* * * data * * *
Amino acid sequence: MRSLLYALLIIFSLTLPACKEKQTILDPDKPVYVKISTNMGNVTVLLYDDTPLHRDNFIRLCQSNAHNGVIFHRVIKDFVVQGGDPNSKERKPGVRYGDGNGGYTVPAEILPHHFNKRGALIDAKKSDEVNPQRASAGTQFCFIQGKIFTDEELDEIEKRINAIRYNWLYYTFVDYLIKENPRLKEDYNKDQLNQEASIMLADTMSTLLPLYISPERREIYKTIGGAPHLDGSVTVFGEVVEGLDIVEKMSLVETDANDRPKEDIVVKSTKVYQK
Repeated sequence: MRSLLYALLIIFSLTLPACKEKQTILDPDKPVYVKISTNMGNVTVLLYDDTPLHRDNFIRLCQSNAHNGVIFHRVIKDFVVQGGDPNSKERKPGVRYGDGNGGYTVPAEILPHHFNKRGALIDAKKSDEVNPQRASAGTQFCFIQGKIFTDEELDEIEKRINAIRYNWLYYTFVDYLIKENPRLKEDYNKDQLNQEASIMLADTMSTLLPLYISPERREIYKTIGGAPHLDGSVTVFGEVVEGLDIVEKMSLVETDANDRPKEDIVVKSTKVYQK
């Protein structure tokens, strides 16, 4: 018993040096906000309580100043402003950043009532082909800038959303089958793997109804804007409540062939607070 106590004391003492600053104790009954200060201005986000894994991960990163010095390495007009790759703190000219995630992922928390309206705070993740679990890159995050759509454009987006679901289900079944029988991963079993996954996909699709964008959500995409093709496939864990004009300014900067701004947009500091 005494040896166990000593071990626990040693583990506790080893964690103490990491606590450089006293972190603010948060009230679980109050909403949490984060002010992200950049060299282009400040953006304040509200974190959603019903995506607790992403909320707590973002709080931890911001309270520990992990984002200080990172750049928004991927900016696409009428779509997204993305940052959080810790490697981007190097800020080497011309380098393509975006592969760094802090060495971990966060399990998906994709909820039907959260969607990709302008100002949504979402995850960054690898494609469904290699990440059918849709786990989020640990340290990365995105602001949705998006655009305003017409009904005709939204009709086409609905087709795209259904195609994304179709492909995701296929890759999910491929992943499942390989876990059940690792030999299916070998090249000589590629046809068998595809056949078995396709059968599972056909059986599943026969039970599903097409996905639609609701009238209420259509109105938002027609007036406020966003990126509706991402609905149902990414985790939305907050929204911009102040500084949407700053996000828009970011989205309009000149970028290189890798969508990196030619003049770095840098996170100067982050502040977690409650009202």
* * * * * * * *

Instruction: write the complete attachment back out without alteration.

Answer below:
Amino acid sequence: MRSLLYALLIIFSLTLPACKEKQTILDPDKPVYVKISTNMGNVTVLLYDDTPLHRDNFIRLCQSNAHNGVIFHRVIKDFVVQGGDPNSKERKPGVRYGDGNGGYTVPAEILPHHFNKRGALIDAKKSDEVNPQRASAGTQFCFIQGKIFTDEELDEIEKRINAIRYNWLYYTFVDYLIKENPRLKEDYNKDQLNQEASIMLADTMSTLLPLYISPERREIYKTIGGAPHLDGSVTVFGEVVEGLDIVEKMSLVETDANDRPKEDIVVKSTKVYQK
Repeated sequence: MRSLLYALLIIFSLTLPACKEKQTILDPDKPVYVKISTNMGNVTVLLYDDTPLHRDNFIRLCQSNAHNGVIFHRVIKDFVVQGGDPNSKERKPGVRYGDGNGGYTVPAEILPHHFNKRGALIDAKKSDEVNPQRASAGTQFCFIQGKIFTDEELDEIEKRINAIRYNWLYYTFVDYLIKENPRLKEDYNKDQLNQEASIMLADTMSTLLPLYISPERREIYKTIGGAPHLDGSVTVFGEVVEGLDIVEKMSLVETDANDRPKEDIVVKSTKVYQK
């Protein structure tokens, strides 16, 4: 018993040096906000309580100043402003950043009532082909800038959303089958793997109804804007409540062939607070 106590004391003492600053104790009954200060201005986000894994991960990163010095390495007009790759703190000219995630992922928390309206705070993740679990890159995050759509454009987006679901289900079944029988991963079993996954996909699709964008959500995409093709496939864990004009300014900067701004947009500091 005494040896166990000593071990626990040693583990506790080893964690103490990491606590450089006293972190603010948060009230679980109050909403949490984060002010992200950049060299282009400040953006304040509200974190959603019903995506607790992403909320707590973002709080931890911001309270520990992990984002200080990172750049928004991927900016696409009428779509997204993305940052959080810790490697981007190097800020080497011309380098393509975006592969760094802090060495971990966060399990998906994709909820039907959260969607990709302008100002949504979402995850960054690898494609469904290699990440059918849709786990989020640990340290990365995105602001949705998006655009305003017409009904005709939204009709086409609905087709795209259904195609994304179709492909995701296929890759999910491929992943499942390989876990059940690792030999299916070998090249000589590629046809068998595809056949078995396709059968599972056909059986599943026969039970599903097409996905639609609701009238209420259509109105938002027609007036406020966003990126509706991402609905149902990414985790939305907050929204911009102040500084949407700053996000828009970011989205309009000149970028290189890798969508990196030619003049770095840098996170100067982050502040977690409650009202």